- Investor behaviour in equity and/or lending crowdfunding,
- The role of backers’ personality in Crowdfunding,
- Using gamification for driving backers’ engagement in Crowdfunding.
Crowdfunding platforms and models:
- Growth and internationalisation strategies of Crowdfunding platforms,
- Platform strategies for trust facilitation in Crowdfunding,
- Innovation strategies of Crowdfunding platforms,
- Unique models and contexts of Crowdfunding practice and development,
- Business models of Crowdfunding.
- Cross-cultural and cross-country studies of Crowdfunding practice and motives,
- Comparative studies of Crowdfunding in developed, emerging and developing countries,
- Comparative studies of Crowdfunding in different sectors and industries,
- Comparative studies of Crowdfunding behaviour in different age and gender groups.
- Crowdfunding adoption and practice in traditional financial institutions,
- Crowdfunding adoption and practice among entrepreneurs, artists and social activists,
- Crowdfunding adoption and practice in large commercial and industrial organisations,
- Crowdfunding adoption and practice in non-profit organisations.
To be considered for publication in the special issue full manuscripts should be submitted by March 1st, 2019. However, it is recommended that authors send an abstract to the editors prior to submission to ensure the relevance and receive preliminary feedback before the submission deadline. Anticipated publication date of the special issue is 2020.
To nominate a reviewer, volunteer to review, or obtain additional information, please contact the editors of the special issue.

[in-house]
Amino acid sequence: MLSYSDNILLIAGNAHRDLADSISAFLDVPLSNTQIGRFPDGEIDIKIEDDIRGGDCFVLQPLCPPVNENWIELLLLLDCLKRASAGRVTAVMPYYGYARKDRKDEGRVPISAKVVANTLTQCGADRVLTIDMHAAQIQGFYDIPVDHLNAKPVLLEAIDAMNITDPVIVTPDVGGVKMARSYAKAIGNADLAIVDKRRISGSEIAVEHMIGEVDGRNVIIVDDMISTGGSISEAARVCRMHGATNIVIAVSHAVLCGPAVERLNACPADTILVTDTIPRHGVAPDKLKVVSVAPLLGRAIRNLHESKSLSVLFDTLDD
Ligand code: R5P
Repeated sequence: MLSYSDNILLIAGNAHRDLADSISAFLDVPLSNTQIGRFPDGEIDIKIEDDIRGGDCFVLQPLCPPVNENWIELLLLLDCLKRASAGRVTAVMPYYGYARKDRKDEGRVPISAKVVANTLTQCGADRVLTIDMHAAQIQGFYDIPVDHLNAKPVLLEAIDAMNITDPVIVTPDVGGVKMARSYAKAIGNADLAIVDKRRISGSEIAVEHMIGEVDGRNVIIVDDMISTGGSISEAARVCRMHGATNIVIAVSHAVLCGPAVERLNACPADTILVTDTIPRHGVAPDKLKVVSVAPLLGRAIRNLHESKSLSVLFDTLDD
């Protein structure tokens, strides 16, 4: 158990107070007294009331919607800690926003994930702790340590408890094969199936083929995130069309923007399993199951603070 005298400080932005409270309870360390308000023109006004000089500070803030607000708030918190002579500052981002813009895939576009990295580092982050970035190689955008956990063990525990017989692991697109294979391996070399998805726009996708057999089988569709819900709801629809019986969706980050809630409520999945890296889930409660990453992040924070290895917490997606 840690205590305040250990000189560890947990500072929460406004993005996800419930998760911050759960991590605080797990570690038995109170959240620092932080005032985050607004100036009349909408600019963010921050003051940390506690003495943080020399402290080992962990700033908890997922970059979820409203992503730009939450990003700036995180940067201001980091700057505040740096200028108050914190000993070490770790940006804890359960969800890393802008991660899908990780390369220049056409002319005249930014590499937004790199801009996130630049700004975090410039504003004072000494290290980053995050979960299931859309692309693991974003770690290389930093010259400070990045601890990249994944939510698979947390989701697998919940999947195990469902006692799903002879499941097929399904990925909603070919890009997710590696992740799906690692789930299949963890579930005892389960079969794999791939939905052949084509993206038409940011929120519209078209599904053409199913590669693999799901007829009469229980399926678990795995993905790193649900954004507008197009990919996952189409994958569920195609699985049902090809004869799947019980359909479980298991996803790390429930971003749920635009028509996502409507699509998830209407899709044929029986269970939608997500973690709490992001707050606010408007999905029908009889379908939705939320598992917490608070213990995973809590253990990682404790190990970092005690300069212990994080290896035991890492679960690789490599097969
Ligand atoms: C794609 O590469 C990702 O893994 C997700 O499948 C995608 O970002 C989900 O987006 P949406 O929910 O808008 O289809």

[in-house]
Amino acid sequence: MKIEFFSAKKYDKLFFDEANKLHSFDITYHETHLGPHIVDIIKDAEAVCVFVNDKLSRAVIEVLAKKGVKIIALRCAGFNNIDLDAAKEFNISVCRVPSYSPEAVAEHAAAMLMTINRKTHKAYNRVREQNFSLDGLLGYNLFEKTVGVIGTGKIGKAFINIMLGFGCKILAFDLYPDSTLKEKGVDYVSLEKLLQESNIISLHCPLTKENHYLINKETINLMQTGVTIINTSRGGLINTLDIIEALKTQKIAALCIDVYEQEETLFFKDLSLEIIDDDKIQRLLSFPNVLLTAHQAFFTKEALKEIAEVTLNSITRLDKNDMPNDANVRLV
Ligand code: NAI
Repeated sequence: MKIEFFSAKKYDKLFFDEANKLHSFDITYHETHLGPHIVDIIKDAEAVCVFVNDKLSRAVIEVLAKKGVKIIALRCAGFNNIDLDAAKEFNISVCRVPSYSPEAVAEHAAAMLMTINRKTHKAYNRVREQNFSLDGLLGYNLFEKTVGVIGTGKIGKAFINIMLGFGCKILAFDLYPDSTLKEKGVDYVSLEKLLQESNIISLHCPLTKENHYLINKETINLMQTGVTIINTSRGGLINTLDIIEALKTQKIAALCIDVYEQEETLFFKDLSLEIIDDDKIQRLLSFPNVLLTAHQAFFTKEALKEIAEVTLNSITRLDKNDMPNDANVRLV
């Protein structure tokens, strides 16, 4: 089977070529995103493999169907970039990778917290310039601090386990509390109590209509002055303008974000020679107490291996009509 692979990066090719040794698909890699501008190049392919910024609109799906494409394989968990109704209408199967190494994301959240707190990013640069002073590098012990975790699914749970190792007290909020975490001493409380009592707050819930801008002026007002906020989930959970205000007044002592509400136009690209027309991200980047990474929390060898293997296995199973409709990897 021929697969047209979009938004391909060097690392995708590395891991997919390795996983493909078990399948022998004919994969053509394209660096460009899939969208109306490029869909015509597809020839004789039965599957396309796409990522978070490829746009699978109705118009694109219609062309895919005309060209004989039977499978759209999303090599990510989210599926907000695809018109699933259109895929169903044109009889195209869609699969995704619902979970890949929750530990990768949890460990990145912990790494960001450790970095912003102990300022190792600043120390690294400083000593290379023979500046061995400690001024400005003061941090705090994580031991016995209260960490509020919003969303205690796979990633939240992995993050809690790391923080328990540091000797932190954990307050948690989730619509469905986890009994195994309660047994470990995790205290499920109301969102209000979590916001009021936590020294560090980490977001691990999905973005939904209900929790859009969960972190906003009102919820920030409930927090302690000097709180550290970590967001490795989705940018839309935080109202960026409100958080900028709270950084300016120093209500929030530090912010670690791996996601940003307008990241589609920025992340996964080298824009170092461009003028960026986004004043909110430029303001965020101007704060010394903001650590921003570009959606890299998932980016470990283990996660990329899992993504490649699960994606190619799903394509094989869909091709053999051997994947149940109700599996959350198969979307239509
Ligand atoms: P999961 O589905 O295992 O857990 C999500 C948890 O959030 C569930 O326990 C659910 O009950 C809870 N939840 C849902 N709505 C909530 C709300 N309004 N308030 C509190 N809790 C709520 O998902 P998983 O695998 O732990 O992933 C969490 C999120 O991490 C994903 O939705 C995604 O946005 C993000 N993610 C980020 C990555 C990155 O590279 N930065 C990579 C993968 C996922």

Manuscripts should be prepared following the author guidelines http://www.emeraldgrouppublishing.com/products/journals/author_guidelines.htm?id=bjm and submitted through ScholarOne Manuscripts http://mc.manuscriptcentral.com/bjom.
All articles will be double-blind peer reviewed by at least two anonymous referees.
References and recommended readings:
Belleflamme, P., Lambert, T. and Schwienbacher, A. (2014), "Crowdfunding: Tapping the right crowd", Journal of Business Venturing, Vol.29 No.5, 585-609.
Frydrych, D., Bock, A. J., Kinder, T. and Koeck, B. (2014), "Exploring entrepreneurial legitimacy in reward-based crowdfunding", Venture Capital, Vol.16 No.3, 247-269.
Gerber, E. M., Hui, J. S. and Kuo, P. Y. (2012), “Crowdfunding: Why people are motivated to post and fund projects on crowdfunding platforms“, in International Workshop on Design, Influence, and Social Technologies: Techniques, Impacts and Ethics proceedings of the conference, ACM, New York.
Macht, S. A. and Weatherston, J. (2015), "Academic Research on Crowdfunders: What's Been Done and What's To Come?" Strategic Change, Vol. 24 No.2, 191-205.
McKenny, A. F., Allison, T. H., Ketchen, D. J., Short, J. C. and Ireland, R. D. (2017), "How Should Crowdfunding Research Evolve? A Survey of the Entrepreneurship Theory and Practice Editorial Board", Entrepreneurship Theory and Practice, Vol. 41 No.2, 291-304.
Mollick, E. (2014), "The dynamics of crowdfunding: An exploratory study." Journal of Business Venturing, Vol.29 No.1, 1-16.
Mollick, E. and Kuppuswamy, V. (2014), After the Campaign: Outcomes of Crowdfunding. Chapel Hill, NC, UNC Kenan-Flagler Research.
Shneor R. and Flåten, B-T. (2015), “Opportunities for Entrepreneurial Development and Growth through Online Communities, Collaboration, Value Creation and Co-Creation Activities”, in Kaufmann, H. R. and Shams, R. (eds.), Entrepreneurial challenges in the 21st century, Palgrave Macmillan, Basingstoke UK, 178-199.
Short, J. C., Ketchen, D. J., McKenny, A. F., Allison, T. H. and Ireland, R. D. (2017), "Research on Crowdfunding: Reviewing the (Very Recent) Past and Celebrating the Present", Entrepreneurship Theory and Practice, Vol. 41 No.2, 149-160.
Ziegler, T., Shneor, R., Garvey, K., Wenzlaff, K., Yerolemou, N., Rui, H. and Zhang, B. (2018), Expanding Horizons: The 3rd European Alternative Finance Industry Report, Cambridge University Center for Alternative Finance, Cambridge.